The race proved to be extremely difficult for participants, and by the end of the second stage, around 80% of the competitors had been ill, lost weight, or had dysentery.

If only they knew that the animal they were riding could help them. 

Camel dung was used by many Bedouins throughout history as a cure for dysentery as it contains Bacillus subtilis that helps treat the disease.

Warning: Bedouins consumed their feces warn and fresh, straight from the source.

Gordon himself got hospitalized for severe dehydration and kidney failure. 

But that didn’t stop him and Carla from finishing the race in a record 480 hours, 34 hours ahead of the SASR unit.

After that Gordon retired and lived in Sapphire with Carla, where she lived out her last days with her human friend.

5. Emperor Kuzco – The Most Famous Camelid

A popular cartoon, The movie The Emperor’s New Groove, features one of the most famous New-world camelids, a llama.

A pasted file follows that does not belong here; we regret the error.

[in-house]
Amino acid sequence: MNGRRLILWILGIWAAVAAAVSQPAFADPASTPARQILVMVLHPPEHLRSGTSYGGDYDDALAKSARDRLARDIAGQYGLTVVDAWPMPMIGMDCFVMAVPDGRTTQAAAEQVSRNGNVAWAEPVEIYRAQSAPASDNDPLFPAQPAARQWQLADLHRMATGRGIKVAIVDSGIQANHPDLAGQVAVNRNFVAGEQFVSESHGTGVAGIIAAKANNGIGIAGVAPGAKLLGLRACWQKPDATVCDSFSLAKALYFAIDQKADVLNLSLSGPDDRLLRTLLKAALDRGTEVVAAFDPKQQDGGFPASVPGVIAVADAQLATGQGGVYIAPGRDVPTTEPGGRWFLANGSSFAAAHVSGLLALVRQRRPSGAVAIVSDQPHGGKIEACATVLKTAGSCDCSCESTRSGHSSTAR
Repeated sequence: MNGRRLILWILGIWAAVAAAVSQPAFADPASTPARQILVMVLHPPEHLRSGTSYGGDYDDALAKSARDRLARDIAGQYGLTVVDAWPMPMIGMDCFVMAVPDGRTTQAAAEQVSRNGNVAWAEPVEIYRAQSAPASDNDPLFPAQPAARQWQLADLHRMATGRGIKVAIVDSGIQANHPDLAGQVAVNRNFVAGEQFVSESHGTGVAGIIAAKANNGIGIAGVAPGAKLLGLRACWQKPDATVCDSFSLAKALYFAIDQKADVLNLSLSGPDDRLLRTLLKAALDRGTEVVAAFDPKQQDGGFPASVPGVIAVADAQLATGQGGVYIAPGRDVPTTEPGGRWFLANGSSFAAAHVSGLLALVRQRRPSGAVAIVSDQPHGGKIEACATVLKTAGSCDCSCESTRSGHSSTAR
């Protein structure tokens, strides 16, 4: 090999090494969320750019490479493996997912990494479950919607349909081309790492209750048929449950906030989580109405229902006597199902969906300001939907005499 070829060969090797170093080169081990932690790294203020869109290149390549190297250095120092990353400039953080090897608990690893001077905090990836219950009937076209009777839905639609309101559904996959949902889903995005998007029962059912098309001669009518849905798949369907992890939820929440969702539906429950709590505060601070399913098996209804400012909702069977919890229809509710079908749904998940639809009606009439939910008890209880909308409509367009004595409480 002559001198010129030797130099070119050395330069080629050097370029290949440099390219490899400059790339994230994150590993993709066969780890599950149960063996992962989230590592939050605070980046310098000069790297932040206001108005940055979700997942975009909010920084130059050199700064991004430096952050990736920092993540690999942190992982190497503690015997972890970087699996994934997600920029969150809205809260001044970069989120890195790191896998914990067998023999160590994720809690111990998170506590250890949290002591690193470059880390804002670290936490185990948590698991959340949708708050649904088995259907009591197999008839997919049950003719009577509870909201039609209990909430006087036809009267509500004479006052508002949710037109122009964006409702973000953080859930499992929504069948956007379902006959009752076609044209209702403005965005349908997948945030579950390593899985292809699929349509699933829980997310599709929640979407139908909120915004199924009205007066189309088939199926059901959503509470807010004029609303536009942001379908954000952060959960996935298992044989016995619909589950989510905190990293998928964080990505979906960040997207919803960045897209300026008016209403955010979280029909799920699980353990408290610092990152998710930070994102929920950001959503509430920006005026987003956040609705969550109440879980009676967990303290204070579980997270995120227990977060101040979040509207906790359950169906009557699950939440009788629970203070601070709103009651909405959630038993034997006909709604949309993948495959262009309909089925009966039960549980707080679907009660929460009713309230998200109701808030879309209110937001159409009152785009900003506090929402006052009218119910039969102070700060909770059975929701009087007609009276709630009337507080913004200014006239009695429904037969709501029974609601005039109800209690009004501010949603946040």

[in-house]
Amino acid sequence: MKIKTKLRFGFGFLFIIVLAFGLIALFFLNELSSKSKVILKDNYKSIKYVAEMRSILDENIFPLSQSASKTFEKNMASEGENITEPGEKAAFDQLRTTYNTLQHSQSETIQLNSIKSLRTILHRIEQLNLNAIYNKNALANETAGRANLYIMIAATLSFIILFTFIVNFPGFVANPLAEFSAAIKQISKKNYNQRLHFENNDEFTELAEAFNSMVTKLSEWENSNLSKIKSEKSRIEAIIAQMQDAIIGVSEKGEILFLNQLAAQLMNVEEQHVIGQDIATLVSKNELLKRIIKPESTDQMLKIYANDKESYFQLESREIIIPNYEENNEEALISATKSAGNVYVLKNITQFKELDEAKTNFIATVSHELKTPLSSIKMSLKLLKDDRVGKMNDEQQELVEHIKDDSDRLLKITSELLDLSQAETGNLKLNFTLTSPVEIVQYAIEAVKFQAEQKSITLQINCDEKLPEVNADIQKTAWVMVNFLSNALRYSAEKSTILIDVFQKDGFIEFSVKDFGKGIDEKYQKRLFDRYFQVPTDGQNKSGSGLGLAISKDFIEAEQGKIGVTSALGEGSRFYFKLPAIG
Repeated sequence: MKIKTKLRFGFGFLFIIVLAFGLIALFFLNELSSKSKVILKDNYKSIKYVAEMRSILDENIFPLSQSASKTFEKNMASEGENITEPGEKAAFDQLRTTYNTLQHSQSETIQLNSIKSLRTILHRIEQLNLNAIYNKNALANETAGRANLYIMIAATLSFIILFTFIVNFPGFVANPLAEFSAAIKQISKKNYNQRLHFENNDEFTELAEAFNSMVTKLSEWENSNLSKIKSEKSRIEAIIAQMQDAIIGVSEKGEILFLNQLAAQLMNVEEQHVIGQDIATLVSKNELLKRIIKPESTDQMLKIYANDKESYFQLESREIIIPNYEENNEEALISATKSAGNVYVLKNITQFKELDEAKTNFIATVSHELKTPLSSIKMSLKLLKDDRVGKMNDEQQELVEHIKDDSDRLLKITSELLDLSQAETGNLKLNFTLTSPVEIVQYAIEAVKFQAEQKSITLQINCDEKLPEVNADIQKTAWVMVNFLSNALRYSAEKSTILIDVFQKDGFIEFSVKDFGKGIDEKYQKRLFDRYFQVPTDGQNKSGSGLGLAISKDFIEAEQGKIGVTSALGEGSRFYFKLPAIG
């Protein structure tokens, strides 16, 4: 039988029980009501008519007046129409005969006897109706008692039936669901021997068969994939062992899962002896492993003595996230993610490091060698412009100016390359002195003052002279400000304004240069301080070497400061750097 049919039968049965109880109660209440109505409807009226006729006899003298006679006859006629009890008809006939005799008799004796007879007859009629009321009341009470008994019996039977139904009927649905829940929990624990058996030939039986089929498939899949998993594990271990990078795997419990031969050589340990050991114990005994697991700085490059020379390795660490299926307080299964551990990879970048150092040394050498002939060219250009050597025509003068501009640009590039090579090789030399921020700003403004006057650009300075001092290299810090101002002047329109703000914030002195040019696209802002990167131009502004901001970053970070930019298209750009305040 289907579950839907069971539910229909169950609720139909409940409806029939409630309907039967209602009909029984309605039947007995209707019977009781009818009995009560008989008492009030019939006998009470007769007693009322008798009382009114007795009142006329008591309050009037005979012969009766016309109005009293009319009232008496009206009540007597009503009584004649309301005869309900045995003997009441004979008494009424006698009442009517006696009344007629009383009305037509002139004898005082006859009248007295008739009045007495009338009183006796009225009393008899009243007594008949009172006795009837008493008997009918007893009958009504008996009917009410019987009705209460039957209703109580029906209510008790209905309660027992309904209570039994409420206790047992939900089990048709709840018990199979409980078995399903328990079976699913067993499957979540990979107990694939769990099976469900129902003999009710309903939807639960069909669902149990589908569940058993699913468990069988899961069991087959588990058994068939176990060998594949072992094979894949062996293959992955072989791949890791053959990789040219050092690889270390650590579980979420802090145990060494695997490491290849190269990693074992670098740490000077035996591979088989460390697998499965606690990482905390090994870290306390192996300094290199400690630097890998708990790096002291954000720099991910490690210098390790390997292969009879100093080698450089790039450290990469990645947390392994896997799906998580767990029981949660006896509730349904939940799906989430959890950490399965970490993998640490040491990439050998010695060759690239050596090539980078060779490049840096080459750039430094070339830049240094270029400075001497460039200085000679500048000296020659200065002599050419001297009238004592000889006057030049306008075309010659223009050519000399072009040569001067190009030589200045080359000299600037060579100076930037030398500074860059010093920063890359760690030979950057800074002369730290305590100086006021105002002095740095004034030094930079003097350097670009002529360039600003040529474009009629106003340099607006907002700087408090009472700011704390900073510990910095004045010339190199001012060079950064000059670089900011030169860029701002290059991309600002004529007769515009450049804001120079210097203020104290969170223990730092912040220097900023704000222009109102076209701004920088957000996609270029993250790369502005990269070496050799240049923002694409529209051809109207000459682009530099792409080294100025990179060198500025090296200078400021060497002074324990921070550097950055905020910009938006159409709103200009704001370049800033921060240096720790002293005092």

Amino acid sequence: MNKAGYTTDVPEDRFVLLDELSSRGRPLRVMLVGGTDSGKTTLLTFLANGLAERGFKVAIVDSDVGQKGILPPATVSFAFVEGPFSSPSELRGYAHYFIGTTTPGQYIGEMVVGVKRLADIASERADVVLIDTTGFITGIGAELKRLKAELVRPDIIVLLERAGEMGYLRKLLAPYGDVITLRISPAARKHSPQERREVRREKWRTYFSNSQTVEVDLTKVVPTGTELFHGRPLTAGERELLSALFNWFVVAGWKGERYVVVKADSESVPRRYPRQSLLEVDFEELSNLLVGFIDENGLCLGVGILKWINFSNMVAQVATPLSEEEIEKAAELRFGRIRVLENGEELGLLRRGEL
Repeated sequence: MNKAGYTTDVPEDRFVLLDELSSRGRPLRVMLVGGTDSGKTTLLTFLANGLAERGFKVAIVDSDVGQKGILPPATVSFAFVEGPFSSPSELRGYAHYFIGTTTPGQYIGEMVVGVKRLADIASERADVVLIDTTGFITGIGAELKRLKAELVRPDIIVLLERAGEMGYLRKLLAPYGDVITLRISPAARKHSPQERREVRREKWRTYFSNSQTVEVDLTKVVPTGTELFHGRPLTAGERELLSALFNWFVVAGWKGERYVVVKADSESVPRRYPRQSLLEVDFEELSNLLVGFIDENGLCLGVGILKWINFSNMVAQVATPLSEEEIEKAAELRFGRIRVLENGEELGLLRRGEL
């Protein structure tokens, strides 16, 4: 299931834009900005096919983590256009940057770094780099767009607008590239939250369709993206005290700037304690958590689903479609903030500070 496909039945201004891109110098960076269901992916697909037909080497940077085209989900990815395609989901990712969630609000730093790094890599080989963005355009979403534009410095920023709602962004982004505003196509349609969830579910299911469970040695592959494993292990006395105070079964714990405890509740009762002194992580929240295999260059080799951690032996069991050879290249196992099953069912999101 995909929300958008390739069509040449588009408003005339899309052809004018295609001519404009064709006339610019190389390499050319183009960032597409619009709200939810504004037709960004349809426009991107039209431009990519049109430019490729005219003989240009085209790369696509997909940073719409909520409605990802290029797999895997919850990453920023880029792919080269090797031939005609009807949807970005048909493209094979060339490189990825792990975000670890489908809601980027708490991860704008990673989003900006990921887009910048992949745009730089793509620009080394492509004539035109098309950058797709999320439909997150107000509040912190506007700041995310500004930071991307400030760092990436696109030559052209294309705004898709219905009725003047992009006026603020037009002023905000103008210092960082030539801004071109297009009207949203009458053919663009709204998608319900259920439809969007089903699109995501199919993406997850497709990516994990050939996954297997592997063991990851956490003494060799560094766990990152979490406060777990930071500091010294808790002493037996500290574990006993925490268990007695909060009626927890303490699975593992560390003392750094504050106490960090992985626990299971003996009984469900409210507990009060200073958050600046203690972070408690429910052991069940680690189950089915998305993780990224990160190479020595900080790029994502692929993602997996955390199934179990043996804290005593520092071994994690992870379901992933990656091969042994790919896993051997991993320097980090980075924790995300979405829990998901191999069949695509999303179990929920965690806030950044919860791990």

Yes, in case you didn’t know, camels and llamas are cousins and members of the same family, the Camelidae.

The most obvious visual difference between llamas and camels is that camels have humps and llamas do not.

So in this 2000’s animated comedy, Emperor Kuzco is turned into a llama by his ex-administrator Yzma and now has to regain his throne with the help of Pacha, the gentle llama herder.

It is a movie rich with many popular references, even today. 

Make sure to check it out, in case you haven’t already.

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Final Thoughts

And there you have it! 

A list of some of the most famous camels in history and their short biographies. 

One of the most famous camels in the USA was a Bactrian camel Topsy, a soldier, builder, circus attraction, and a movie star. Kuznechik was a WW2 Soviet Bactrian that helped them during the war. Arnoun is a camel worth $53 million dollars from Saudi Arabia, and Carla was a famous camel to complete the Great Australian Camel race.


[1] Madera Tribune, Volume LXIII, Number 148, 27 April 1934

[2] Mass Culture in Soviet Russia: Tales, Poems, Songs, Movies, Plays, and Folklore, 1917-1953, Indiana University Press, 1995

[3] Ar-Rajol magazine